So, how can you do something about this? If you have not heard before, there is a item called a catch can. Its pretty simple really. And lots of people use them on performance builds. However, I am in favor of any enthusiast using them no matter how much or little horsepower your car has and regardless if you race or track your car. A catch can is simple really. It is a..well...can. There are hundreds of variations from generic-fits-all to vehicle specific. But they all work on the same principal. It gets inserted between the outlet of the PCV valve where the pressure (and unwanted oil) exits the motor. One side is connected to the PCV outlet, and the other side feeds in to your intake track. So, you are literally just inserting a component in the middle of the system that already exists.
How does it work: A good catch can has a “media” of some sort in the top portion of the can. It works similar to how a catalytic converter works. It creates surface area for oil and gunk to stick to, the air passed by and goes out the other side of the can, and the unwanted oil drops to the bottom of the can. It is basically a “Trap” for that unwanted oil. You empty the can regularly (I do mine at oil change, and once in between) to keep it from over filling. If it overfills, you are defeating the purpose and just blowing oil into your cylinders again. Its pretty much maintenance free and easy to “use” and install.
So, do your engine a favor and purchase or make a catch can. After your car burns up what oil is in the system from years of neglect it will thank you. You might see better performance and at minimal, you will be protecting your engine from the harmful effects of positive crankcase ventilation recirculation. After you drive it around a few thousand miles and see just how much oil it collects, you will be shocked. And typically, the older or more mileages you have, the more worn your rings are, and the more oil you likely have poisoning your motor. It is a cheap and easy mod to be sure no unwanted oil gets in your cylinders. Look through your throttle body, is there oil pooled up in the intake manifold? You could benefit from a catch can.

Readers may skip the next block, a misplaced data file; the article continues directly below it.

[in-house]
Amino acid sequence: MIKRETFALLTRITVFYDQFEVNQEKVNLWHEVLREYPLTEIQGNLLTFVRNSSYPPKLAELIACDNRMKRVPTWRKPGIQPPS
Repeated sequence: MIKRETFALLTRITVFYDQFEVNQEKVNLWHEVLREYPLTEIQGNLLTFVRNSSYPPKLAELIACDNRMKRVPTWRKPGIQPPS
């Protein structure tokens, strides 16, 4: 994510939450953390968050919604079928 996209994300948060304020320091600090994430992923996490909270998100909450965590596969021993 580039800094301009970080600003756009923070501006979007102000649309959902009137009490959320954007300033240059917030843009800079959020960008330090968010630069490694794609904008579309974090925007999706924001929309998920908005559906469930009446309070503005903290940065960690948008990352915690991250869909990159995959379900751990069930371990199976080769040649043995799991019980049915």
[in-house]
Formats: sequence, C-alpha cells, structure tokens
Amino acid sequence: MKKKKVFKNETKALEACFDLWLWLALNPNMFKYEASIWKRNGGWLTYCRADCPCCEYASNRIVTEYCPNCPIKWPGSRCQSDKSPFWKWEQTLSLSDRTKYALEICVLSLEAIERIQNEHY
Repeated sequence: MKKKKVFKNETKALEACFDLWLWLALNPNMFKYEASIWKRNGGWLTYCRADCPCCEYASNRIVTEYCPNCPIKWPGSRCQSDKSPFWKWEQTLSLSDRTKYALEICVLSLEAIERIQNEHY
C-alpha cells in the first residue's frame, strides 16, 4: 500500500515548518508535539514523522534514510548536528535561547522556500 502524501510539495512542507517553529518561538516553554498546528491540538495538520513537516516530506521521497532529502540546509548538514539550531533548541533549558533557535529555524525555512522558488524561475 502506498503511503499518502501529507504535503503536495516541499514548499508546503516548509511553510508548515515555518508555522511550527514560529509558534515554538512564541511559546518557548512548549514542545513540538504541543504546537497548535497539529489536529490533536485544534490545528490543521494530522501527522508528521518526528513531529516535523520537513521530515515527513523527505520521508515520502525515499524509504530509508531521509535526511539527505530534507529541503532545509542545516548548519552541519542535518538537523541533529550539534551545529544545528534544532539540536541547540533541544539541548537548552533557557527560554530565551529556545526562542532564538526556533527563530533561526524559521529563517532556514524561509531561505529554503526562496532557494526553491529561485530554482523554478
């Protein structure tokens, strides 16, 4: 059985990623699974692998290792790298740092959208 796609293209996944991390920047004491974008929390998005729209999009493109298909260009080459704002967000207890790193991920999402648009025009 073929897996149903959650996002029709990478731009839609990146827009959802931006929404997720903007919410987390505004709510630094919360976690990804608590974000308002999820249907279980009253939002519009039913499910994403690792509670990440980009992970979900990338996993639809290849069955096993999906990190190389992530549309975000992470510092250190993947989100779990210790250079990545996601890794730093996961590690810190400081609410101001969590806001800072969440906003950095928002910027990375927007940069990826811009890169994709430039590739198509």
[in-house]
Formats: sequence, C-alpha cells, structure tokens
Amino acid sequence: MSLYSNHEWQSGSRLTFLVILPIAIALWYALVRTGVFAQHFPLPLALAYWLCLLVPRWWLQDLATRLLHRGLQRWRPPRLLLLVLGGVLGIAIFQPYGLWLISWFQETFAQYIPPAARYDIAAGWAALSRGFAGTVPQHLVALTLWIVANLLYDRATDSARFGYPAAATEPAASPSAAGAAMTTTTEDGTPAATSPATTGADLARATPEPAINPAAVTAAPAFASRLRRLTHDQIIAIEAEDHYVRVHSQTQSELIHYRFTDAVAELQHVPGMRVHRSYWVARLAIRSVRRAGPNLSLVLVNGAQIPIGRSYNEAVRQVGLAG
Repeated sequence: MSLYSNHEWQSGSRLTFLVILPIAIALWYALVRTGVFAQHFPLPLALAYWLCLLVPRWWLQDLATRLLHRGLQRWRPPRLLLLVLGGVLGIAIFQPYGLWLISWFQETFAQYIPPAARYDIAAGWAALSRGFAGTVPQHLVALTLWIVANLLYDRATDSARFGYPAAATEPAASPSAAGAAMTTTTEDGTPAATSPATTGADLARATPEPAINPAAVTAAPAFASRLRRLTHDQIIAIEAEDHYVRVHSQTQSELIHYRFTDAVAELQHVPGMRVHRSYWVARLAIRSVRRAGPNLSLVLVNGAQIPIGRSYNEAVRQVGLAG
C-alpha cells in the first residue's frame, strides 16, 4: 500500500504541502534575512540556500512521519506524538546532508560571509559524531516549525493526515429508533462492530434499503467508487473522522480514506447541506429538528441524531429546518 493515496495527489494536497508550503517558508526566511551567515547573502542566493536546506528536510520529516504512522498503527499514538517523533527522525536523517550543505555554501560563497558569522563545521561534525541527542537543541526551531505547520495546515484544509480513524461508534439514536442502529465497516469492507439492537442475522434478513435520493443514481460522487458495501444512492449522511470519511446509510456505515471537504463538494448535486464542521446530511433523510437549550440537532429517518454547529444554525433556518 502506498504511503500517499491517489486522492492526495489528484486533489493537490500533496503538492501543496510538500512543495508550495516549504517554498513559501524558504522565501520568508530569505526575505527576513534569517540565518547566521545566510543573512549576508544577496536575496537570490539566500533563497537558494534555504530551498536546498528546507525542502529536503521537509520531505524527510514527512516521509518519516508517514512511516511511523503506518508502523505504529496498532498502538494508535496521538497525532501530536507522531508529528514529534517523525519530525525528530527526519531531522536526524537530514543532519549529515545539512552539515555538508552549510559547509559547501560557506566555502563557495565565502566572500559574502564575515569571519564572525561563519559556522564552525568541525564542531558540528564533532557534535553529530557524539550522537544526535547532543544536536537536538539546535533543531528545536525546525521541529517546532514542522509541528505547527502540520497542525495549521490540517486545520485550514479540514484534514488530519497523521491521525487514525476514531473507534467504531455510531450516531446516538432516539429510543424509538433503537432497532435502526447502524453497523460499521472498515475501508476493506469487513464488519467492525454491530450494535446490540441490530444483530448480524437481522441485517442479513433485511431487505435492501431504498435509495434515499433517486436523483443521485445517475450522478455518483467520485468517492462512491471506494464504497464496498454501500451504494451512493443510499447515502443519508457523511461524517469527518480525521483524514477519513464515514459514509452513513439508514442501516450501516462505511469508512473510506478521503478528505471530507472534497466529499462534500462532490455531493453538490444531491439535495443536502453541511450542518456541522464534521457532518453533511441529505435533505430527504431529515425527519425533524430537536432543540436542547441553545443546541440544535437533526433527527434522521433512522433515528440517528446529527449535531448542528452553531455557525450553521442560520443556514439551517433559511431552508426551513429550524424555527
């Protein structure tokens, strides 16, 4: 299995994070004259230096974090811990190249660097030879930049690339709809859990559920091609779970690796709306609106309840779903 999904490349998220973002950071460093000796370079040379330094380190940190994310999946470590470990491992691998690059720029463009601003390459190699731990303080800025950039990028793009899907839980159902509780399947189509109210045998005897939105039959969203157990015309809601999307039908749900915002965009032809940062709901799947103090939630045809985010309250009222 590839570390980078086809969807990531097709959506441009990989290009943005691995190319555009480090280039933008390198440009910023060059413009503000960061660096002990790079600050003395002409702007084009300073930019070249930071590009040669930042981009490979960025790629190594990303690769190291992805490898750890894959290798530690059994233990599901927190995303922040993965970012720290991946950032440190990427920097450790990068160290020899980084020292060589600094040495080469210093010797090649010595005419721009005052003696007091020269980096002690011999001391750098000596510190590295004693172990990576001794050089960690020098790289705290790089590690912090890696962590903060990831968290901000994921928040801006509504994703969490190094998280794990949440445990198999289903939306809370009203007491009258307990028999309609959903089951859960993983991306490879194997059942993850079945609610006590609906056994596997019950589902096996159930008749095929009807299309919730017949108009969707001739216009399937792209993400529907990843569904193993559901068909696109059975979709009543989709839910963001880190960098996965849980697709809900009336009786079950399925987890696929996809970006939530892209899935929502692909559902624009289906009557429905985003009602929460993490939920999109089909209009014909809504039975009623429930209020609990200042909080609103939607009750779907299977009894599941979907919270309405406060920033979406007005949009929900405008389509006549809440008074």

Lastly, if you want to ditch the chance of oil getting back into your motor via the PCV system altogether; its also pretty simple. Get a catch can, and instead of routing that outlet hose of the catch can back into your intake track simply put one of those little breather filters on it. This allows the air pressure to escape as intended, but still collects and keeps the oil in the can. In the even that it does make it past the catch can, it will just make a little smudge on the underside of your hood you can wipe off easily (although that likely wont happen). You are keeping the ground and your car free of unwanted oil and everyone is happy.
Adding this after the fact. I just went and emptied mine, if you care to see. This is after about 3000 miles
Old posting, but just found this video where the chief engineer for the hellcat engine discussed the need to have oil removed from the intake air so it doesnt cause issues like knock :Skip to 14:20